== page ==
Information for tenants
Last updated 22 January 2024
4. Harassment and eviction by landlords
Your landlord must follow strict procedures if they want you to leave their property. They may be guilty of illegally evicting or harassing you if they do not follow the relevant procedures.
For information about harassment by a landlord and illegal evictions, including the correct eviction process which should be followed by your landlord, visit Shelter's website.
You can report your landlord for alleged illegal eviction or harassment using the online form below. By contacting us online your report will go directly to a case officer who will be able to help you.
You can also email firstname.lastname@example.org.
Eviction process and section 21 advice
You can check what type of tenancy you have using the tenancy checker on the Shelter website.
If you’ve been asked to leave your property under section 21 of the Housing Act 1988
A section 21 notice is the form your landlord must give you to start the process of ending your assured shorthold tenancy. It gives you notice to leave your home.
A section 21 notice is often called a ‘no fault possession’. This is because the landlord is not seeking possession because they say you have done something wrong, they just want their property back. As long as the landlord follows the correct procedure, they are entitled to take possession of the property.
The landlord must take certain steps if they want to issue a section 21 notice. If they do not, the notice is invalid and cannot be used. If you receive a section 21 notice it’s important to take action as early as possible. There’s advice and support available that could help prevent you becoming homeless.
How to get help
We have a team of specialist advisors who can advise you about whether or not a notice is valid. We can sometimes help you to negotiate with your landlord or address other issues, such as rent arrears, which may have led to the section 21 notice being served.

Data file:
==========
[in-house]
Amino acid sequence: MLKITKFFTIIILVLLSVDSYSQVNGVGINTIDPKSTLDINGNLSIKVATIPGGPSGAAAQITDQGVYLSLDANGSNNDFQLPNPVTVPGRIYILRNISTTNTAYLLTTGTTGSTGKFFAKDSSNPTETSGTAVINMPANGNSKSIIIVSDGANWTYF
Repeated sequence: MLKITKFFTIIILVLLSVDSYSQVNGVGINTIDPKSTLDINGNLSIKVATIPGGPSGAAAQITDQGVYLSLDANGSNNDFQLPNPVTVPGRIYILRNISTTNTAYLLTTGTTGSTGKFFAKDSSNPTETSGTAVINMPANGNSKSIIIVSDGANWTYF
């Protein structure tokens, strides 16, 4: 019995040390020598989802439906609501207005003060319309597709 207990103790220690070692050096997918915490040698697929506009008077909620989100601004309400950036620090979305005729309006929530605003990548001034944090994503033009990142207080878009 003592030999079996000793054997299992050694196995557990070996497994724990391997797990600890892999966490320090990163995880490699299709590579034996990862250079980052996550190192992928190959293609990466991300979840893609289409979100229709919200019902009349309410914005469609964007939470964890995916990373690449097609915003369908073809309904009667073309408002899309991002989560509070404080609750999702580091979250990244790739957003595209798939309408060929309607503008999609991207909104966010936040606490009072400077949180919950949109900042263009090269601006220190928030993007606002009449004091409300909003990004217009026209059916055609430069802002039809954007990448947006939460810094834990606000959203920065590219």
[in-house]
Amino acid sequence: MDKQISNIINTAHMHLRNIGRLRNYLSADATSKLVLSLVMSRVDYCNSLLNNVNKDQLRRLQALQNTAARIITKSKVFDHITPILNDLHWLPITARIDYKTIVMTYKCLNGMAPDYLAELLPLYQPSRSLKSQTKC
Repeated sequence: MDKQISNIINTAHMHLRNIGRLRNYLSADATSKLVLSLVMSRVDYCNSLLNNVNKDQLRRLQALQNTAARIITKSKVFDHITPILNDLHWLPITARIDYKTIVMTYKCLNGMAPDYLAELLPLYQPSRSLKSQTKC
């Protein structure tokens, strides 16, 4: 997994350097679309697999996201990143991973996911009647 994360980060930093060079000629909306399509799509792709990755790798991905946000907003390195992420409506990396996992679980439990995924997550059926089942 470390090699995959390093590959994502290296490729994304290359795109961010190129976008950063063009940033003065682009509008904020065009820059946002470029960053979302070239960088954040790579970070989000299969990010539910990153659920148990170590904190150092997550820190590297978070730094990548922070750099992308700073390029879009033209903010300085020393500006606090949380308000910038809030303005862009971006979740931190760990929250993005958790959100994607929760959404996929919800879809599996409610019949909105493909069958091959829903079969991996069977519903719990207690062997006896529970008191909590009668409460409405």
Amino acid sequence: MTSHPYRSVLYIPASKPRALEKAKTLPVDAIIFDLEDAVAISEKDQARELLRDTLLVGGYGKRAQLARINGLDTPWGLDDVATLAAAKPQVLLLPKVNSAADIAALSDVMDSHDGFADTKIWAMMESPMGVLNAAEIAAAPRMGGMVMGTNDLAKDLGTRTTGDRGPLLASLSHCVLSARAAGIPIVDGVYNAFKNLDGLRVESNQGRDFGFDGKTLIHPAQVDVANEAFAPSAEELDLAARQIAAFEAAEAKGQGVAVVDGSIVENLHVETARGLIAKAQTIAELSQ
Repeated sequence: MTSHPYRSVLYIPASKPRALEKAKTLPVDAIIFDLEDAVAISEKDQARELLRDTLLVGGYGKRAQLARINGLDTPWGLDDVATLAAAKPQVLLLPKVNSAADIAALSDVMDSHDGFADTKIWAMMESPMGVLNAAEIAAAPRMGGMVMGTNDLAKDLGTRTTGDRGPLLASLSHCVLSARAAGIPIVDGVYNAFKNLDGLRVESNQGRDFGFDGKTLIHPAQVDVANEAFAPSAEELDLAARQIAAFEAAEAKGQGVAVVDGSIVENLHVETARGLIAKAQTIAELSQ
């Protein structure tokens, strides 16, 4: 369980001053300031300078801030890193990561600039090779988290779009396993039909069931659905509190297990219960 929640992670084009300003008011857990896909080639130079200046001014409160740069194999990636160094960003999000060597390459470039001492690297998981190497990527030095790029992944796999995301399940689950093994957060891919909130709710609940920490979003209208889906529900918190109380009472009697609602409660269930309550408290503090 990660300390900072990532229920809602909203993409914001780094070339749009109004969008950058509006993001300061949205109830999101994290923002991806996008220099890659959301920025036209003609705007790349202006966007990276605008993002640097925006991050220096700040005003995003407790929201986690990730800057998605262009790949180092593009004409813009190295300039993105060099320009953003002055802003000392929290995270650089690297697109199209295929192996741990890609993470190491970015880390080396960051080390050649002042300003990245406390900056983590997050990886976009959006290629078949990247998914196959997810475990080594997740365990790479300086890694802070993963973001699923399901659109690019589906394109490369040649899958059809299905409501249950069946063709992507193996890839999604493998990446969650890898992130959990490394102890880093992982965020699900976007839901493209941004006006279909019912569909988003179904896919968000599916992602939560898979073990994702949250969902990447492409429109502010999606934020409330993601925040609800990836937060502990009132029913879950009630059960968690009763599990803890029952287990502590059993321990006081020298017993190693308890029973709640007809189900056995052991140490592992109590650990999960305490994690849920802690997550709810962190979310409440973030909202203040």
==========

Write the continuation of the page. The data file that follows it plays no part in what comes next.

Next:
You can call our homelessness prevention team on 0161 217 6016 and they can assess how much help can be offered. You should contact us as early as possible to make sure you’re better protected and advised.
Deposits and section 21 notices
If you’ve paid a deposit, the landlord needs to have protected this with one of 3 authorised schemes within 30 days of receiving the deposit.
You can check if your deposit has been protected by visiting the following websites:
If your landlord has not protected your deposit, they cannot use a section 21 notice unless they return the deposit to you to your satisfaction. This could be done in a number of ways. For example, with your permission, it could be used to pay the rent.
Any section 21 notice served before the agreed return of your unprotected deposit will not be valid.
If your tenancy started before 1 October 2015
The landlord has to serve a section 21 notice that gives you at least 2 months’ notice and states that it’s a section 21 notice under the Housing Act 1988.
The notice also cannot be served within the first 4 months of your tenancy and any notice is only valid for 6 months.
If your tenancy started after 1 October 2015
There are additional conditions for tenancies which started after this date. When your tenancy began, the landlord must have given you a:
- gas safety certificate
- electrical installation condition report (EICR)
- Energy Performance Certificate
- ‘How to Rent’ booklet
If the landlord did not do this, they cannot issue a section 21 notice.
A landlord also cannot serve a section 21 notice within 6 months of receiving an improvement notice from the local authority.
Whenever your tenancy started, if the landlord has served the correct notice and protected your deposit, or returned it to your satisfaction, they will eventually be able to apply to Court for a possession order. However, it’s still worth negotiating with your landlord and support is available to help you do this.